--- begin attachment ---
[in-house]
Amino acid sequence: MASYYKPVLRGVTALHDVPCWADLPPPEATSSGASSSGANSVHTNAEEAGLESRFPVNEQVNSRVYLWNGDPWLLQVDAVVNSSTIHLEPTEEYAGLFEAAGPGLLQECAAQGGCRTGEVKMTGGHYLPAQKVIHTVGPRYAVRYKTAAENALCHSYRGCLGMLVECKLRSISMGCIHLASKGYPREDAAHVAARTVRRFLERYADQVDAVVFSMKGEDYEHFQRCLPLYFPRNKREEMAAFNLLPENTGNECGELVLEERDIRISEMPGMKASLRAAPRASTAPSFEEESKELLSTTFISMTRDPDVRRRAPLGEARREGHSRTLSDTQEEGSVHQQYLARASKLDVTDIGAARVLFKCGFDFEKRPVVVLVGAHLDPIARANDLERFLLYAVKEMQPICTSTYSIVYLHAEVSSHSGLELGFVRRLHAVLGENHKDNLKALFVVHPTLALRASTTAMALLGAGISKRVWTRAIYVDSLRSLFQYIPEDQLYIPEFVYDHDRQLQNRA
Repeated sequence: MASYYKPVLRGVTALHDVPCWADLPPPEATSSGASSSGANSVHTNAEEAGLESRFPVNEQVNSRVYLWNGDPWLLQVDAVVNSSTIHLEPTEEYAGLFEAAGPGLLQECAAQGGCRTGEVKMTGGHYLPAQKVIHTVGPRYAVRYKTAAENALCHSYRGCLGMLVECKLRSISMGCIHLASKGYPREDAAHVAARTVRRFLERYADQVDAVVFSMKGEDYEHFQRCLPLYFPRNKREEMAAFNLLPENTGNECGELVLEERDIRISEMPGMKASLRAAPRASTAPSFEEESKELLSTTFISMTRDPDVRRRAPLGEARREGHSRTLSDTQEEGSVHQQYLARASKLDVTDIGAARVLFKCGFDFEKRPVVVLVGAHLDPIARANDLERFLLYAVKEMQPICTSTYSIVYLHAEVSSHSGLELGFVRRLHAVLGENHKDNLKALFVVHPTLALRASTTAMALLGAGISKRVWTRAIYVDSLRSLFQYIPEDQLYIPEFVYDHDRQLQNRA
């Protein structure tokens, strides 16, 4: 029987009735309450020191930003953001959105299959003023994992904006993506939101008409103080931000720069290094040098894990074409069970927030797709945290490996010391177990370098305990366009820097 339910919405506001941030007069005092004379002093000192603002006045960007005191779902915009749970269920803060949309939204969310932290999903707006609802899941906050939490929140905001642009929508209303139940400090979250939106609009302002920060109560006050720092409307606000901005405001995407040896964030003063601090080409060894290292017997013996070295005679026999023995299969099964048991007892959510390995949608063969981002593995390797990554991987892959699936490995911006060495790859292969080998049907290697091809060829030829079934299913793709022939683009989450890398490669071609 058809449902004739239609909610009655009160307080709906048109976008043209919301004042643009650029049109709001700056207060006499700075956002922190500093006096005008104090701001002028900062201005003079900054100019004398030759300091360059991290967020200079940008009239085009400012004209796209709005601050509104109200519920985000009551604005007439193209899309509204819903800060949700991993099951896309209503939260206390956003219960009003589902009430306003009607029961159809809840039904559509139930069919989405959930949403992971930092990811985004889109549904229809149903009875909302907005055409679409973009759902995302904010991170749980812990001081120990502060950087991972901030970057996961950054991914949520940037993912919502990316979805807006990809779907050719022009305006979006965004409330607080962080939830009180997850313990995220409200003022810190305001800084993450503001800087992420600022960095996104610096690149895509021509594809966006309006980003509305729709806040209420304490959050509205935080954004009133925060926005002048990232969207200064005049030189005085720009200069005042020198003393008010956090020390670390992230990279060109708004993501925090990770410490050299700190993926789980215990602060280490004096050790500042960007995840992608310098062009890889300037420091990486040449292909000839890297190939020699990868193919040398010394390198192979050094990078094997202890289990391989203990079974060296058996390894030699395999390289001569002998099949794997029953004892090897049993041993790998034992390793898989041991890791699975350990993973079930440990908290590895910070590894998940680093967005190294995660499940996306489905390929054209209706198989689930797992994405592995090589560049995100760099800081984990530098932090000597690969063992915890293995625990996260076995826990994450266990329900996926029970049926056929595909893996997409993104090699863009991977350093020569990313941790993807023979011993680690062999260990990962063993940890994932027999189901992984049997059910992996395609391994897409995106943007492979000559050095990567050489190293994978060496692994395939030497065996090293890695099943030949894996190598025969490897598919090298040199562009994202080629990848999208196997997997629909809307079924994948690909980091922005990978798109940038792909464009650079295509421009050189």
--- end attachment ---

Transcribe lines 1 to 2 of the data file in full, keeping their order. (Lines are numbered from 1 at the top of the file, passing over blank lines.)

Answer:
[in-house]
Amino acid sequence: MASYYKPVLRGVTALHDVPCWADLPPPEATSSGASSSGANSVHTNAEEAGLESRFPVNEQVNSRVYLWNGDPWLLQVDAVVNSSTIHLEPTEEYAGLFEAAGPGLLQECAAQGGCRTGEVKMTGGHYLPAQKVIHTVGPRYAVRYKTAAENALCHSYRGCLGMLVECKLRSISMGCIHLASKGYPREDAAHVAARTVRRFLERYADQVDAVVFSMKGEDYEHFQRCLPLYFPRNKREEMAAFNLLPENTGNECGELVLEERDIRISEMPGMKASLRAAPRASTAPSFEEESKELLSTTFISMTRDPDVRRRAPLGEARREGHSRTLSDTQEEGSVHQQYLARASKLDVTDIGAARVLFKCGFDFEKRPVVVLVGAHLDPIARANDLERFLLYAVKEMQPICTSTYSIVYLHAEVSSHSGLELGFVRRLHAVLGENHKDNLKALFVVHPTLALRASTTAMALLGAGISKRVWTRAIYVDSLRSLFQYIPEDQLYIPEFVYDHDRQLQNRA